How Moovit planned its own route to a dream destination

Nir Erez, Moovit CEO and cofounder  / Photo: Moovit

Moovit CEO Nir Erez says Intel's $900 million acquisition has a place in the Guinness book of records for the biggest deal in which the parties never met face-to-face.

Two and a half years ago, Ford was set to invest in Israeli public transport journey planner app Moovit. But after protracted talks, the planned investment fell through and Moovit had to find another anchor investor. "The investment fell through at the last minute and it was very traumatic for us but today I'm glad that it worked out that way," recalls Moovit cofounder and CEO Nir Erez. "It made us take a step back and search for a new investor and that's how we found Intel. It was the best thing that could have happened to us."

Erez spoke to "Globes" after closing the sale of Moovit to Intel for $900 million with a further $100 million being paid to retain the company's employees.

He said, "The connection with Intel was made through Prof. Amnon Shashua. Eli Barkat, an investor and director, formerly sat on Mobileye's board for a long time and told us both that we must get together but we were both busy and it didn't happen. In the end, we met and Amnon listened to me for 15 minutes. He is one of the smartest people I know and he immediately understood how we fitted into his vision. After an hour he said that he wanted to invest through Intel, and it happened very quickly."

Moovit was founded in 2012 by CEO Nir Erez, VP Operations Roy Bick, and Yaron Evron, who is no longer with the company. Since then the company has raised $134 million. Moovit has developed an app that helps public transport users plan their best route, while the company sells the data that it gathers and analyzes to local authorities and public transport operators. Over the years it has also added services for ridesharing companies including electric scooter rentals, and more.

Erez said, "Intel's investment was the start of looking at things as shared vision. Mobileye's autonomous car technology is the world's best but it needs other assets to transform them into a service. Such assets can include data and understanding the way people are moving about, at what times they do it, and what type of transport they use. This will help the technology become a service."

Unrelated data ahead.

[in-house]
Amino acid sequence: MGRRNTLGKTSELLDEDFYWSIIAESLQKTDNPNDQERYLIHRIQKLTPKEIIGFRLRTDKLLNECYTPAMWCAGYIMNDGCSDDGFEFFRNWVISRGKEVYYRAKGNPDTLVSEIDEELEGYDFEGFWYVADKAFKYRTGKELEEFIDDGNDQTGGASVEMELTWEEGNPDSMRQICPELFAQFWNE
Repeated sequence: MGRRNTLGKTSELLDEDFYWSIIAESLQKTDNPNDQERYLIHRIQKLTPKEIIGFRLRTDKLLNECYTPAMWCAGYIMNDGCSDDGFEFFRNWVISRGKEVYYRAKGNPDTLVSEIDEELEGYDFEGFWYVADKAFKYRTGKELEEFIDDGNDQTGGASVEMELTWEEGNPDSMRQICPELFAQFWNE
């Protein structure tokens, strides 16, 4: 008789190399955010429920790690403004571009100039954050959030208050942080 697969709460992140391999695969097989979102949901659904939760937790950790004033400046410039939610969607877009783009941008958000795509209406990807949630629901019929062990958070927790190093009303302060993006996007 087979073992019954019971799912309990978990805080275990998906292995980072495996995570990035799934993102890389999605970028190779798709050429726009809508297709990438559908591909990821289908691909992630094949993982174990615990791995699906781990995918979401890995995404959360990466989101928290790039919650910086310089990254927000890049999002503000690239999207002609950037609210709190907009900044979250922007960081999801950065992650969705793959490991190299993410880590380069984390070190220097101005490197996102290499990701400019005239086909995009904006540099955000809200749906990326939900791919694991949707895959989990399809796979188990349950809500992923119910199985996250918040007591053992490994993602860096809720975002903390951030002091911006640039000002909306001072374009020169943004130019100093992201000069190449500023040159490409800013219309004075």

Intel invested in you two years ago but why did the acquisition happen now?

"The time was probably ripe because Moovit has undergone a very significant process over the past two years from being a product designed for computers to becoming an infrastructure that provides Mobility-as-a-Service for cities and transport operators. Intel's presence in the company let us do this."

"Amnon saw the vision when making the investment and recently he saw it realized. There was an understanding that it would be difficult to do something together while they were only an investor in us because there was always a cloud hovering above that maybe somebody would buy the company. It does not seem obvious to decide on this step in conditions of major uncertainty on the markets and that proves the long-term view of this market, because a crisis comes and goes, while Intel are looking decades ahead.

Did you get any other acquisition offers?

"We received other acquisition offers but I don't want to go into details. In any event, there are quite a few players in this sector, but if I had to dream as we developed, I think that from our point of view Intel and Mobileye would have been that dream. It's a connection to a company with the leading technology in its field and beyond that it has the DNA and the people. When you look at Mobileye's vision, you understand Intel's decision to go with everything for the acquisition of Mobileye, so from my point of view these are good signs that it is a good home for Moovit. And perhaps this sounds like a cliche but there is also a feeling of pride that we can change the world of transport from Israel."

"It was hard to bring in users at the start"

When Moovit was founded in 2012 there was very little digital data about public transport. "Although there was already widespread use of mobile phones, their connection to public transport was very weak. At that time only 15% of large cities in the world had digital data about public transport, which was crazy. Even today in cities like Istanbul or Buenos Aires, there is no fully aggregated data. It was difficult to develop appropriate technology but it was also our opportunity. We needed to gather the data ourselves. Today we possess data on over 65% of cities."

"Cities are realizing what processes are happening but the revolution still needs to happen. Two years ago there was no such thing as tenders for transport as a service, but we now see tenders in hundreds of cities. In the past six years, alternative forms of transport have developed and added a new dimension because it gives additional options for travel. There is also the connection to the smart city in the sense that any object that moves in a city has its route plotted and there is an understanding of how people behave, both in terms of historical data and real-time. Transport is one of the first things that a smart city can operate."

Did you have difficulty in finding a business model?

"I wouldn't say it was difficult. In the first five years we received support from investors for our concept that in order to win over the world, we had to focus on growth in user numbers and be the number one company in terms of data about transport in cities. The moment that you focus on revenue, then your focus moves. The investors encouraged us to look for a business model. We lead every other company in the world in terms of our data on users and now the time has come to look back and think how we can generate revenue from this. I think that over the past two years we have succeeded in creating phenomenal growth in revenue and Intel has also seen this.